HKMA Rules on Bank Exposure Limits to Take Effect From 1 July

Under the rules, authorised institutions are subject to a statutory limit of 25% of capital on financial exposure to any one person or group of related persons.

The HKMA (Hong Kong Monetary Authority) has announced that the Banking (Exposure Limits) Code was published in the gazette and will take effect from 1 July.

The BCBS (Basel Committee on Banking Supervision) framework for measuring and controlling large exposures, issued in April 2014, is designed to provide for the enhanced measurement of exposures in a manner which better reflects a bank’s economic loss when a counterparty defaults.

The HKMA’s set of rules to implement the 2014 BCBS large exposures standards and update other exposure limits have now completed the legislative process and will take effect on 1 July 2019.  Last July, the HKMA extended its implementation deadline by six months.

The Banking (Exposure Limits) Rules, or “BELR”, amend section 87 of the previous banking ordinance by more comprehensively capturing equity exposures and recognising commonly used risk mitigation techniques to measure equity exposure. They also provide details of the valuation of different types of equity exposure and change the basis of calculation for the equity exposure limit from overall capital base to Tier 1 capital.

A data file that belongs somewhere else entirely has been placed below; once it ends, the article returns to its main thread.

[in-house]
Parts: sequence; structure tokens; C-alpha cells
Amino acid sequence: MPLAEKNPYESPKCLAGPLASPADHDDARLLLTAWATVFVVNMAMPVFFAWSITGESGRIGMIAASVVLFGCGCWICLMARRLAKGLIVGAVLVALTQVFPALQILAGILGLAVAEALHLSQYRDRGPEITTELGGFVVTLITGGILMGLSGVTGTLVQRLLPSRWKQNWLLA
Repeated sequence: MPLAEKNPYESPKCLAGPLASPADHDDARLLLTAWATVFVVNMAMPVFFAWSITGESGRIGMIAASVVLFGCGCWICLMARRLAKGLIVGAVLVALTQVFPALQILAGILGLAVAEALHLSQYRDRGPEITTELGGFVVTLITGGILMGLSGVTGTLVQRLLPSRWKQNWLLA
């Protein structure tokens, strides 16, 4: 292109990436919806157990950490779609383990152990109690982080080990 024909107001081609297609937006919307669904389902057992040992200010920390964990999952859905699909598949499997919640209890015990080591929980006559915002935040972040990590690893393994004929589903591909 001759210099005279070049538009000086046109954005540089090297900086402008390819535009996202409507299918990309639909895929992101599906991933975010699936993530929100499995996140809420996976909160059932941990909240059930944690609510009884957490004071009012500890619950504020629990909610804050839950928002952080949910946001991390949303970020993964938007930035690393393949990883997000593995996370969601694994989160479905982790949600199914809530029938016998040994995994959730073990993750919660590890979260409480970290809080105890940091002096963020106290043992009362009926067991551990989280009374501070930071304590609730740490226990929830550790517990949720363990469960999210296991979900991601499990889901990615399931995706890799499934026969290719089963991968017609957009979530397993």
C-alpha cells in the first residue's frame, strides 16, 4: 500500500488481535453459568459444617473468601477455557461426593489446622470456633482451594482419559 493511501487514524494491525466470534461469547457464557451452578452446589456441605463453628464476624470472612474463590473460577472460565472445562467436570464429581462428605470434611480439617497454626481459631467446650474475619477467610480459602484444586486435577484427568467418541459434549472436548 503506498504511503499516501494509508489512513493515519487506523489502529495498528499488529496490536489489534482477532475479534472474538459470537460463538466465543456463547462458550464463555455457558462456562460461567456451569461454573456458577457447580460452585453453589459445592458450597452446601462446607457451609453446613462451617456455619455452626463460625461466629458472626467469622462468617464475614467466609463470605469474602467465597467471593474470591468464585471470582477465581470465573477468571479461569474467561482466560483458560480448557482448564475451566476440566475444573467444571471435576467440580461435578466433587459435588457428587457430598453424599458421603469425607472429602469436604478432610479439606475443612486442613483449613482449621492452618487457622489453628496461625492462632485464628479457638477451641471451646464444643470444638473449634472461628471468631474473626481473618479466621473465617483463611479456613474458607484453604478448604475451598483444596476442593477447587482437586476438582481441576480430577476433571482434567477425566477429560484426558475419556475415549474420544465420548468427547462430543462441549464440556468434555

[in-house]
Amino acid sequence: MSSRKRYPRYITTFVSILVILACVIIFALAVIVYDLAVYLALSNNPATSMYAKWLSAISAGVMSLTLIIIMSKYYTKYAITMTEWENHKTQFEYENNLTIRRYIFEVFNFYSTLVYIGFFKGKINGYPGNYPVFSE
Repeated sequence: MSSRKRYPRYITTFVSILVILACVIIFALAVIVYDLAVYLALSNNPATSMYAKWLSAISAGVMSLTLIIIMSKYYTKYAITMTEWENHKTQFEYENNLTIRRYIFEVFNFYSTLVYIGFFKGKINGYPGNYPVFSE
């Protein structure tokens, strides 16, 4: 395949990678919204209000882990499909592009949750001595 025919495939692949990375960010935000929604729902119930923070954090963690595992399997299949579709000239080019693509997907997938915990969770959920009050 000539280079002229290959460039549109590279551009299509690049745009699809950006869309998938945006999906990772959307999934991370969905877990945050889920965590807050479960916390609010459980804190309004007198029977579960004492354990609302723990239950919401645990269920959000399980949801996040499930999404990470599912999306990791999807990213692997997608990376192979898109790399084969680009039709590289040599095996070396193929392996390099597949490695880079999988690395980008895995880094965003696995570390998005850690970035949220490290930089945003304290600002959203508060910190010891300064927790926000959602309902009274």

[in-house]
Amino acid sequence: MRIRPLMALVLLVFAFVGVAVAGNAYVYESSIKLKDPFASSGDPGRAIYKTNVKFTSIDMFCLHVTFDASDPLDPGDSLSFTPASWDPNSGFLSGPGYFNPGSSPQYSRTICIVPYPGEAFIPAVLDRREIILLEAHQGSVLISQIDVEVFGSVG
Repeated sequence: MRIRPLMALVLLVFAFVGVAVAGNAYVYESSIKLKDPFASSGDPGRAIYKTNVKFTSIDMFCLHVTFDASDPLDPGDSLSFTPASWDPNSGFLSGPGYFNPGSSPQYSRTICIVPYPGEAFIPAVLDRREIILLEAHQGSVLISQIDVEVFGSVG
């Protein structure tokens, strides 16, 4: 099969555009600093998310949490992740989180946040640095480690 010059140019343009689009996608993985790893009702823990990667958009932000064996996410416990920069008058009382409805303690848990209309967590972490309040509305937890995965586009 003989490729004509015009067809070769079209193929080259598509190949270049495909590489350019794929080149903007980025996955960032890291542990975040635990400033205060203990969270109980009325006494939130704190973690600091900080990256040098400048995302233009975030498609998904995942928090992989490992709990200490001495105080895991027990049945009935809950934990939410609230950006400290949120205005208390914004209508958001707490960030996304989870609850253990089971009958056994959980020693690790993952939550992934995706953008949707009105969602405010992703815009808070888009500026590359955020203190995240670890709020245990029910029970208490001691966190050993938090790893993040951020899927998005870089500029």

Under the rules, all authorised institutions are subject to a statutory limit of 25 percent of its capital base on its financial exposure to any one person or group of related persons. Banks are expected to identify possible connected counterparties when the sum of all exposures to one individual counterparty exceeds 5 percent of Tier 1 capital. Exemptions are allowed such as for sovereign, central bank, interbank intraday exposures.

A tighter limit of 15 percent is applicable for exposures between banks that have been designated as G-SIBs (global systemically important banks).

Banks must report to the HKMA all exposures with values equal to or above 10 percent of the bank’s Tier 1 capital and the largest 20 exposures to counterparties irrespective of their size relative to the bank’s Tier 1 capital.

Primary provisions in the rules have a grace period of 6 months for compliance.

The rules are available here.

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